People

No

Book traces new-media art’s Islamic roots

October 21, 2010

Document Tools

Print This Article

E-mail This Page

Font Size
S      M      L      XL

Related Links


By Karen Moxley

Over the last eight years Laura Marks has travelled throughout the Muslim world, studying classical and contemporary art from Isfahan to Istanbul, Damascus to Fez.

Her new book, Enfoldment and Infinity: An Islamic Genealogy of New Media Art is a colourful exploration of the relationship between contemporary media art and classical Islamic art.

“Contemporary art has Islamic roots and usually doesn’t know it,” says Marks, the Dena Wosk University Professor in Art and Culture Studies in SFU Contemporary Arts.

By demonstrating the Islamic roots of new-media art, Marks argues that understanding specific moments of classical Islamic thought can provide new ways to think about contemporary art. 

Her book traces the historical lineage of how Islamic art traveled into European art. “Islamic aesthetics journeyed westward from medieval times, drawing out powers of abstraction and embodiment, ultimately to inform modernism and new-media art,” she says. 

“The West can only become richer by learning about Islamic art.”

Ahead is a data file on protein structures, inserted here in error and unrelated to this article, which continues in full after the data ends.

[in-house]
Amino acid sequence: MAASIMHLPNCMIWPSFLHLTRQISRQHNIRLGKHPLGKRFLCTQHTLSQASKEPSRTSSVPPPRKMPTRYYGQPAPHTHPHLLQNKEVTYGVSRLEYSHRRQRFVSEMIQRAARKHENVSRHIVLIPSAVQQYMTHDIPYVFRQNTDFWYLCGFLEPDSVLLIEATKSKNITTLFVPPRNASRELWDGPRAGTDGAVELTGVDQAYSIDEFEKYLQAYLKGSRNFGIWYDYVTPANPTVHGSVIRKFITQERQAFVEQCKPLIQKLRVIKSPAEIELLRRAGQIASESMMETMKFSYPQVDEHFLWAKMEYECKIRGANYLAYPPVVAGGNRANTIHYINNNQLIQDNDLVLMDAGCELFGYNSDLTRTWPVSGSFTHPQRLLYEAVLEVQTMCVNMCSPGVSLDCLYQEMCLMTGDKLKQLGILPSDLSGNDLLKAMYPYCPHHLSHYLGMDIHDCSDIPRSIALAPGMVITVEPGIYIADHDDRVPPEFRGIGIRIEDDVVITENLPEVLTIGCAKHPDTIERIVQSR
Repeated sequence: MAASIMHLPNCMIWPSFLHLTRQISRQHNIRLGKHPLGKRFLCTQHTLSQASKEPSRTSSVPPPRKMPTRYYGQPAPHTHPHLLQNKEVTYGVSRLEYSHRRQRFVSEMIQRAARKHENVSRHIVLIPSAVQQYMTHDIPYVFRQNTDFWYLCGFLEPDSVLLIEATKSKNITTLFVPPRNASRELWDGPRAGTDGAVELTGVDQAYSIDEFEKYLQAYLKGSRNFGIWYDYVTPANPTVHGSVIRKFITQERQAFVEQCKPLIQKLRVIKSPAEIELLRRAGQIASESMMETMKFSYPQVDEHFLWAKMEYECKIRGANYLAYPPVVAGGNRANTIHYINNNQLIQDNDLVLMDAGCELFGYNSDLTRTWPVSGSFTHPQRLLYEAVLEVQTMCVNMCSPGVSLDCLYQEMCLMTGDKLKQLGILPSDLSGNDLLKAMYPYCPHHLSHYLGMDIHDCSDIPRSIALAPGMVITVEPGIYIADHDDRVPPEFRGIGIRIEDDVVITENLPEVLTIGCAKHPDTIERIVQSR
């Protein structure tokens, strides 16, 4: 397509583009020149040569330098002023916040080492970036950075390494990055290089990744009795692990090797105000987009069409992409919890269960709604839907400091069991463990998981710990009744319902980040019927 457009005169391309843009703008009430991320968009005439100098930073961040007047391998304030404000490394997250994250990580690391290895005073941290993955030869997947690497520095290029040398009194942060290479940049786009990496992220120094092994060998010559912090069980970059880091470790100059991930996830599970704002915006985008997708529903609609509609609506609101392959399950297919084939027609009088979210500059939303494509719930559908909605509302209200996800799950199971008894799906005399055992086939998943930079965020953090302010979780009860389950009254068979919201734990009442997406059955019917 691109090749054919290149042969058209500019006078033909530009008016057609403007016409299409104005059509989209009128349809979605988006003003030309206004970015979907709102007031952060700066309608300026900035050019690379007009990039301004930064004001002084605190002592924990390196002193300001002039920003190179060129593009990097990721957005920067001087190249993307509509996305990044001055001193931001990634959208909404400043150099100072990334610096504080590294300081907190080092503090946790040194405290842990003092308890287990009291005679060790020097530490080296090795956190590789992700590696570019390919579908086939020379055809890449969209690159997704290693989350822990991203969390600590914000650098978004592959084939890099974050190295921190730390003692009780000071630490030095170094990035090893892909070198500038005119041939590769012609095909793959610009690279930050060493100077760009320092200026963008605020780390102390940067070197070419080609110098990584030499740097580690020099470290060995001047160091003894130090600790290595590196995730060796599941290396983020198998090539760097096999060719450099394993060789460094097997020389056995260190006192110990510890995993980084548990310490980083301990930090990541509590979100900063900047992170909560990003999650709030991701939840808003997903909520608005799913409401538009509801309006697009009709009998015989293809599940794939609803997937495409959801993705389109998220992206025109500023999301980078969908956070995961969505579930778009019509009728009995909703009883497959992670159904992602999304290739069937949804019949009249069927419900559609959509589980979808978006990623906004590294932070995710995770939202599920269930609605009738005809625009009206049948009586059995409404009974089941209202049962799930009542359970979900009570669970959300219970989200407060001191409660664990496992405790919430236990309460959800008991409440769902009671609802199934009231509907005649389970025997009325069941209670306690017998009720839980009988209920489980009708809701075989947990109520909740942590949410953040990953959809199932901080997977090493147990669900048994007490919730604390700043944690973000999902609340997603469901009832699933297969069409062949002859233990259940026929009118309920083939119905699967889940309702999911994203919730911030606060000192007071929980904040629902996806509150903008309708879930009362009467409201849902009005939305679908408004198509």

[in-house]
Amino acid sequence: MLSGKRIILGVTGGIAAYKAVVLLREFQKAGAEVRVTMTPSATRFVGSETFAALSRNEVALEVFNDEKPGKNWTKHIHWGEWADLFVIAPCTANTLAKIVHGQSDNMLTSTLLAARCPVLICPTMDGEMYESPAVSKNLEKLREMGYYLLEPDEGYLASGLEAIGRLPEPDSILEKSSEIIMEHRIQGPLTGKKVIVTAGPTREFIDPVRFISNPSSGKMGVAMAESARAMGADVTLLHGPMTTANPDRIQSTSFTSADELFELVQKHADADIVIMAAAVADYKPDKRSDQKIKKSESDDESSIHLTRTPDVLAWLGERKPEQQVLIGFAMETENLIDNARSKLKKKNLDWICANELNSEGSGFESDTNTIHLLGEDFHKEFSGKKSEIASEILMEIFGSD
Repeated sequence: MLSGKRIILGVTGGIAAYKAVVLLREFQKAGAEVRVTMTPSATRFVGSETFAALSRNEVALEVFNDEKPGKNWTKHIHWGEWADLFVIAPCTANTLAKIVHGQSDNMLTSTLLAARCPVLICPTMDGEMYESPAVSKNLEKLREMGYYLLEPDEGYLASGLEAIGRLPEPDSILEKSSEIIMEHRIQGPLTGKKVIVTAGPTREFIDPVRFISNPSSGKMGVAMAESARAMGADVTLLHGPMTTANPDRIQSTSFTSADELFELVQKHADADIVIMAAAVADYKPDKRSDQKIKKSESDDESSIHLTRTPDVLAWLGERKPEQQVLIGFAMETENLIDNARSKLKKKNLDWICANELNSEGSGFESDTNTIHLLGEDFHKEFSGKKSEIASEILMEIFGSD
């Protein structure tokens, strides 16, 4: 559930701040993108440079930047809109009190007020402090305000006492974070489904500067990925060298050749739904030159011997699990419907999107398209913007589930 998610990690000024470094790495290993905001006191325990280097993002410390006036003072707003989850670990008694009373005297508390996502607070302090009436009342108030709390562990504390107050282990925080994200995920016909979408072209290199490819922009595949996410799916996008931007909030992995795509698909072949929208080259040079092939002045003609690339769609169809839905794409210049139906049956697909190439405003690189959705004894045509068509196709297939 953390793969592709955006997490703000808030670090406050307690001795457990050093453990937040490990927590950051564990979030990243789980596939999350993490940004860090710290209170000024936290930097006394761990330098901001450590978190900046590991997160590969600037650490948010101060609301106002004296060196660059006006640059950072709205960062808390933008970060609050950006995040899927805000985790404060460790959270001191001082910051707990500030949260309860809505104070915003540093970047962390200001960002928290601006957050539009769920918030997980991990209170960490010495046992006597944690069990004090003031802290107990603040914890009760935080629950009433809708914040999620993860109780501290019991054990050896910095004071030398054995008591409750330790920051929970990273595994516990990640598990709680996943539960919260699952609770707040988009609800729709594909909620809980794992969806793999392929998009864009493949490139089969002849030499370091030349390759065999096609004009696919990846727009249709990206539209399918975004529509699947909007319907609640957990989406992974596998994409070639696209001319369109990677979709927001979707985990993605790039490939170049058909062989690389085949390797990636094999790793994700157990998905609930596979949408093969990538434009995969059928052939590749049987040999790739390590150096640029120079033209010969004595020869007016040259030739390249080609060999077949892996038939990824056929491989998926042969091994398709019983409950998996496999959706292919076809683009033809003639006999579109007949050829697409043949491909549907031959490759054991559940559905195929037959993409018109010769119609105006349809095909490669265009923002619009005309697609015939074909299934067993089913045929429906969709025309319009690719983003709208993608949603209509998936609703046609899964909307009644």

Marks draws connections between the imageless text and calligraphy-inspired work of traditional Islamic art and the modern works of new-media and contemporary artists. She shows that the pixel-based abstraction, artificial life and virtual worlds in computer media already existed in Islamic art 800 to 1100 years ago. 

Today, many of the most significant pieces of traditional Islamic art are housed in Western museums. “In a way, these collections are part of the colonial legacy,” says Marks. “But by bringing these Islamic art works into Western museums, these museums acknowledge that Islamic art is part of Western heritage.”

Given the tensions between the Muslim world and the West, Marks hopes an understanding of the influence of Islamic art on the West will help society to appreciate the interconnected roots of both. 

“The Western/Muslim connection is so important,” she says. “Not only is there a historical connection, but it is also very useful to understand that Westerners have an Islamic heritage. We must embrace that heritage and learn from it.”

Comments

Commenting is closed
Comment Guidelines
Search SFU News Online